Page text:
Calcium is one of the essential electrolytes for the human body that plays a critical role in muscular, nervous, and cardiovascular system health.
Calcium is the 5th most abundant element in the human body. While a massive amount of the calcium (99%) in our body is stored in our bones and teeth, the remaining 1% is found in soft tissues and blood, essential for cardiac function, muscle contraction, and neuronal function. In addition, the mineral also plays a significant role in milk production after childbirth.
Recommended Dietary Allowances (RDAs) for Calcium
We lose calcium daily through our hair, sweat, urine, and feces. As the body cannot make calcium, you’ll have to get the mineral through the foods you eat or from supplements. Ensuring you get enough is crucial for optimal health (e.g., solid bones and teeth). How much calcium you need a day depends on your age and biological sex.
For reference, here’s how much calcium you need based on your age:
- 14–18 years: 1,300 mg
- 19–50 years: 1,000 mg
- 51-70 years: 1,000 mg for men and 1,200 mg for women
- 71 years and older: 1,200 mg
- Pregnant and lactating women need 1,000-1,300 mg, depending on age.
It’s possible to get sufficient amounts of calcium through your diet (i.e., the foods you eat daily). That said, you should still pay attention to your calcium intake – to be sure that you are indeed meeting your daily requirements. Also, note that your body needs vitamin D to absorb calcium, and that’s why you should also be mindful of your vitamin D intake, in addition to that of calcium.
The amount of calcium in the body depends on many factors, including:
- The rate of calcium intake from food
- Amount of calcium and vitamin D absorbed through the intestines
- Numerous hormone levels such as parathyroid, estrogen hormones
Calcium deficiency (i.e., hypocalcemia) occurs when the blood has low calcium levels. Hypocalcemia can result in osteoporosis in the long term, a condition that causes the bones to become brittle – and is also associated with various gum and periodontal diseases, including tooth decay. It’s important to note that early-stage calcium deficiency may not cause any symptoms. Luckily, though, tests can still detect hypocalcemia. For instance: urine calcium levels reflect dietary calcium intake.
Vivoo measures your calcium levels, then offers personalized lifestyle and nutritional advice based on your results:
Score: 3/10 and 7/10 , Label: Low, Value: 0.01 – 0.08 mg/mg Ca/Cr
As the term implies, a low urine calcium level indicates that the calcium level in your urine is lower than average. There are no early-stage symptoms because your body will first try to regulate its calcium levels by leaching the mineral from bones.
There are many causes of low urine calcium levels. For example:
- Vitamin D deficiency
- Malabsorption of nutrients
- Poor calcium intake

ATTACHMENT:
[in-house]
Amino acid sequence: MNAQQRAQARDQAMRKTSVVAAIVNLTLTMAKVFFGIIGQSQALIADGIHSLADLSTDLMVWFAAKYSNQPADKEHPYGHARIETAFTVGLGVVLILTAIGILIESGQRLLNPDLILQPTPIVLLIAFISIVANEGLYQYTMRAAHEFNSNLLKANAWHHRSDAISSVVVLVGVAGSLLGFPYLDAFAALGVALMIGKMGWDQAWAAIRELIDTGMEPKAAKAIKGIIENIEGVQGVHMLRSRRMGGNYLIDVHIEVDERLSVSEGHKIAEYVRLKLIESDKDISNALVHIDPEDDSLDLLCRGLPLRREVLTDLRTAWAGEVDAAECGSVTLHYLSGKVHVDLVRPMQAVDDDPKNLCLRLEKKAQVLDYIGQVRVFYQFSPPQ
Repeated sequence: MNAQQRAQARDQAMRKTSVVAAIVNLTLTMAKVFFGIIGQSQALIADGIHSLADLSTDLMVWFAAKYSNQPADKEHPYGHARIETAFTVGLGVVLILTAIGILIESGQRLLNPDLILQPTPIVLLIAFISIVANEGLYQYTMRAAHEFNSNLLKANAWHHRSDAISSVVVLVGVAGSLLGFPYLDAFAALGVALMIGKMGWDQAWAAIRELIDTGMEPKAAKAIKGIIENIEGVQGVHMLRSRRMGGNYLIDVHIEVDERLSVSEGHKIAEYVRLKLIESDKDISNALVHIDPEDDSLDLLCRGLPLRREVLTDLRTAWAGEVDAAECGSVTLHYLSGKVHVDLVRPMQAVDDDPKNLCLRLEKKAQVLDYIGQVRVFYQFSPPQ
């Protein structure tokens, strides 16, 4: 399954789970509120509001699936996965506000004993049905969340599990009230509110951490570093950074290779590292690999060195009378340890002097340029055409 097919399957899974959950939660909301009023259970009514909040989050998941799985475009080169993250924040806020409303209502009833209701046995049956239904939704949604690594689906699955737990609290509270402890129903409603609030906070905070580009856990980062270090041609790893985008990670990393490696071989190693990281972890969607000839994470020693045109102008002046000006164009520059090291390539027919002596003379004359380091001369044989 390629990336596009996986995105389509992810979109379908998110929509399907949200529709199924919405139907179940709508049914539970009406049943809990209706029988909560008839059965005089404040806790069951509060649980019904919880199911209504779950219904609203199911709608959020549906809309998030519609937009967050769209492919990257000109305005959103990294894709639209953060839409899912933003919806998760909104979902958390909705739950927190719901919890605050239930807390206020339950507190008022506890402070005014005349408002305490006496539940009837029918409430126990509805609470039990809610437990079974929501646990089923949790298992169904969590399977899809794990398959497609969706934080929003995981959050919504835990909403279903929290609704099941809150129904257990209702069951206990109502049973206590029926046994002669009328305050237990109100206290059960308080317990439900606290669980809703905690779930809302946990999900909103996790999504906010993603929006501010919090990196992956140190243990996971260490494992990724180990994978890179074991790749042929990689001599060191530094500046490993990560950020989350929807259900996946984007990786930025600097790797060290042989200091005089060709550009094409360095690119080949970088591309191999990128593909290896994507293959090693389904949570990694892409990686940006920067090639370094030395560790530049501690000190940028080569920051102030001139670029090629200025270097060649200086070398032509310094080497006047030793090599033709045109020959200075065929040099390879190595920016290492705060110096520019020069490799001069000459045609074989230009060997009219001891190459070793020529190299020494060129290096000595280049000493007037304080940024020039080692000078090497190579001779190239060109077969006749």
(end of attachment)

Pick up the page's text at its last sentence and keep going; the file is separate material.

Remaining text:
- Renal failure
- Excessive laxative use
Symptoms of calcium deficiency include:
- Muscle aches, cramps, and spasms
- Pain in the arms and legs is joint, especially when walking and moving
- Osteopenia: Reduces the mineral density of bones, which can lead to osteoporosis
- Osteoporosis: Increases the risk of fractures in the bones. It can result in pain and postural issues.
- Sensitive teeth and tooth decay
- Painful premenstrual syndrome
Score: 10/10, Label: Optimal, Value: 0.1 – 0.2 mg/mg Ca/Cr
Optimal urine calcium level indicates that the calcium levels in your urine are normal. Typically, you’d need to be intentional about increasing your calcium intake (e.g., via brilliant food and drink choices) to achieve this optimal level. Meeting your daily calcium requirements is essential because it helps:
Score: 4/10 and 6/10 , Label: High, Value: 0.3 – 3.96 mg/mg Ca/Cr
High urine calcium level occurs when the calcium levels in your urine are higher than expected. There may be different reasons for this. Some of them include:
- Excessive vitamin D intake
- Kidney failure/disease
- High calcium intake, usually seen in individuals taking supplements
High urine calcium levels may not cause any immediate signs or symptoms, but they can hurt the heart, digestive system, and bone health in the long term. You can boost your calcium levels quickly through medications or supplements. Regardless of the method, you choose to raise your calcium levels, ensure you’re meeting your daily recommended intake – so you achieve optimal health and wellness.
Your body cannot produce calcium, which means you’ll have to obtain it from external sources, including foods or supplements.
Calcium is found in a variety of foods. Some of these foods include:
- Dairy products (yogurt, cheese, and milk)
- Fish possessing soft and edible bones (canned salmon, sardines)
- Dark leafy greens (spinach, collard greens, kale)
- Calcium-fortified beverages, foods, and cereals (fruit juices, bran, raisins)
- Fortified soymilk
- Enriched waffles, bread, and grains
- Seeds (chia seeds, sesame, poppy)
It’s essential to monitor your calcium levels; either high or low calcium levels could adversely impact your health. Thankfully, Vivoo offers you a straightforward and fuss-free way of keeping an eye on your calcium levels – anytime, anywhere (even when you’re at home!)